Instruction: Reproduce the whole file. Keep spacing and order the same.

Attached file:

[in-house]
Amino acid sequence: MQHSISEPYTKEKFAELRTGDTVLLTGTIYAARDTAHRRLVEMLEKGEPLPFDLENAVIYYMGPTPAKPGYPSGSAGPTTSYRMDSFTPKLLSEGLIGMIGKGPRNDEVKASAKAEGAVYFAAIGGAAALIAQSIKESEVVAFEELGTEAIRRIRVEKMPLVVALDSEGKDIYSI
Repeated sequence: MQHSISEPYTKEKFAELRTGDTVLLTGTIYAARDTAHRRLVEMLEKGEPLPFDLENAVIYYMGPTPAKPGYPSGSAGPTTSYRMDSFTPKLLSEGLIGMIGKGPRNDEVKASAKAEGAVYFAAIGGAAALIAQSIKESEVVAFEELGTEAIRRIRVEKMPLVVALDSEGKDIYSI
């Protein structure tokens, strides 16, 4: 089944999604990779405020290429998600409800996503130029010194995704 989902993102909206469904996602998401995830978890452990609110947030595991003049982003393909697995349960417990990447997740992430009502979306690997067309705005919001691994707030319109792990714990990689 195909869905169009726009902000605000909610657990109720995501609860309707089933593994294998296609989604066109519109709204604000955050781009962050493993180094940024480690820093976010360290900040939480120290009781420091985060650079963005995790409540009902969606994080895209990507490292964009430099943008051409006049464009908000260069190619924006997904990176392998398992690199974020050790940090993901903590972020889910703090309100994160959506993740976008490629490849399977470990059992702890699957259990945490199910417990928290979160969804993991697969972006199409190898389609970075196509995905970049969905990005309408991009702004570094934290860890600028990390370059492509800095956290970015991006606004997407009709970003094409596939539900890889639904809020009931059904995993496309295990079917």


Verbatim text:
[in-house]
Amino acid sequence: MQHSISEPYTKEKFAELRTGDTVLLTGTIYAARDTAHRRLVEMLEKGEPLPFDLENAVIYYMGPTPAKPGYPSGSAGPTTSYRMDSFTPKLLSEGLIGMIGKGPRNDEVKASAKAEGAVYFAAIGGAAALIAQSIKESEVVAFEELGTEAIRRIRVEKMPLVVALDSEGKDIYSI
Repeated sequence: MQHSISEPYTKEKFAELRTGDTVLLTGTIYAARDTAHRRLVEMLEKGEPLPFDLENAVIYYMGPTPAKPGYPSGSAGPTTSYRMDSFTPKLLSEGLIGMIGKGPRNDEVKASAKAEGAVYFAAIGGAAALIAQSIKESEVVAFEELGTEAIRRIRVEKMPLVVALDSEGKDIYSI
């Protein structure tokens, strides 16, 4: 089944999604990779405020290429998600409800996503130029010194995704 989902993102909206469904996602998401995830978890452990609110947030595991003049982003393909697995349960417990990447997740992430009502979306690997067309705005919001691994707030319109792990714990990689 195909869905169009726009902000605000909610657990109720995501609860309707089933593994294998296609989604066109519109709204604000955050781009962050493993180094940024480690820093976010360290900040939480120290009781420091985060650079963005995790409540009902969606994080895209990507490292964009430099943008051409006049464009908000260069190619924006997904990176392998398992690199974020050790940090993901903590972020889910703090309100994160959506993740976008490629490849399977470990059992702890699957259990945490199910417990928290979160969804993991697969972006199409190898389609970075196509995905970049969905990005309408991009702004570094934290860890600028990390370059492509800095956290970015991006606004997407009709970003094409596939539900890889639904809020009931059904995993496309295990079917």